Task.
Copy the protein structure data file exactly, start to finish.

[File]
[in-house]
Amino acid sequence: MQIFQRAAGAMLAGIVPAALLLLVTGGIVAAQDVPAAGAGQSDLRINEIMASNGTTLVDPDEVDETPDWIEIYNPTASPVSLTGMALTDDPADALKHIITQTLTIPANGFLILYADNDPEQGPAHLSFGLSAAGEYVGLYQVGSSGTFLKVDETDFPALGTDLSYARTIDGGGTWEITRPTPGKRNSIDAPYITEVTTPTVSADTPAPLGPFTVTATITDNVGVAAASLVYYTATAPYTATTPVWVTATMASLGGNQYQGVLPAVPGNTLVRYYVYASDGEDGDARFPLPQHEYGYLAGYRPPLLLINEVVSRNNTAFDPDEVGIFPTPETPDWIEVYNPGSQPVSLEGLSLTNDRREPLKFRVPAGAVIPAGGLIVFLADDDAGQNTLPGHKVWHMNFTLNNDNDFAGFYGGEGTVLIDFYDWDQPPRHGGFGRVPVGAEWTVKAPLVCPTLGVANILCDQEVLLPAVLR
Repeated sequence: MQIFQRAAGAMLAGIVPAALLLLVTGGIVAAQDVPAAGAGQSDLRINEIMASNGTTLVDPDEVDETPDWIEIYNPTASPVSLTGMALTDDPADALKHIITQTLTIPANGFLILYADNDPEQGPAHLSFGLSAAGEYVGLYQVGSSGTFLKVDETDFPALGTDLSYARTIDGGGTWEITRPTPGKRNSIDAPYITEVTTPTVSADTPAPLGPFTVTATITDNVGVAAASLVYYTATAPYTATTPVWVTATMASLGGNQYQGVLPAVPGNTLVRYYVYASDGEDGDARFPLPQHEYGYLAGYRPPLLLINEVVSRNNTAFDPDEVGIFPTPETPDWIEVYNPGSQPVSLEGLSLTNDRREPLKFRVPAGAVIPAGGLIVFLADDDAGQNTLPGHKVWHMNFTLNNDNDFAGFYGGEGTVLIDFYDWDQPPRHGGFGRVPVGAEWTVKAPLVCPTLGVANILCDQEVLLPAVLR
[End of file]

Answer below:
[in-house]
Amino acid sequence: MQIFQRAAGAMLAGIVPAALLLLVTGGIVAAQDVPAAGAGQSDLRINEIMASNGTTLVDPDEVDETPDWIEIYNPTASPVSLTGMALTDDPADALKHIITQTLTIPANGFLILYADNDPEQGPAHLSFGLSAAGEYVGLYQVGSSGTFLKVDETDFPALGTDLSYARTIDGGGTWEITRPTPGKRNSIDAPYITEVTTPTVSADTPAPLGPFTVTATITDNVGVAAASLVYYTATAPYTATTPVWVTATMASLGGNQYQGVLPAVPGNTLVRYYVYASDGEDGDARFPLPQHEYGYLAGYRPPLLLINEVVSRNNTAFDPDEVGIFPTPETPDWIEVYNPGSQPVSLEGLSLTNDRREPLKFRVPAGAVIPAGGLIVFLADDDAGQNTLPGHKVWHMNFTLNNDNDFAGFYGGEGTVLIDFYDWDQPPRHGGFGRVPVGAEWTVKAPLVCPTLGVANILCDQEVLLPAVLR
Repeated sequence: MQIFQRAAGAMLAGIVPAALLLLVTGGIVAAQDVPAAGAGQSDLRINEIMASNGTTLVDPDEVDETPDWIEIYNPTASPVSLTGMALTDDPADALKHIITQTLTIPANGFLILYADNDPEQGPAHLSFGLSAAGEYVGLYQVGSSGTFLKVDETDFPALGTDLSYARTIDGGGTWEITRPTPGKRNSIDAPYITEVTTPTVSADTPAPLGPFTVTATITDNVGVAAASLVYYTATAPYTATTPVWVTATMASLGGNQYQGVLPAVPGNTLVRYYVYASDGEDGDARFPLPQHEYGYLAGYRPPLLLINEVVSRNNTAFDPDEVGIFPTPETPDWIEVYNPGSQPVSLEGLSLTNDRREPLKFRVPAGAVIPAGGLIVFLADDDAGQNTLPGHKVWHMNFTLNNDNDFAGFYGGEGTVLIDFYDWDQPPRHGGFGRVPVGAEWTVKAPLVCPTLGVANILCDQEVLLPAVLR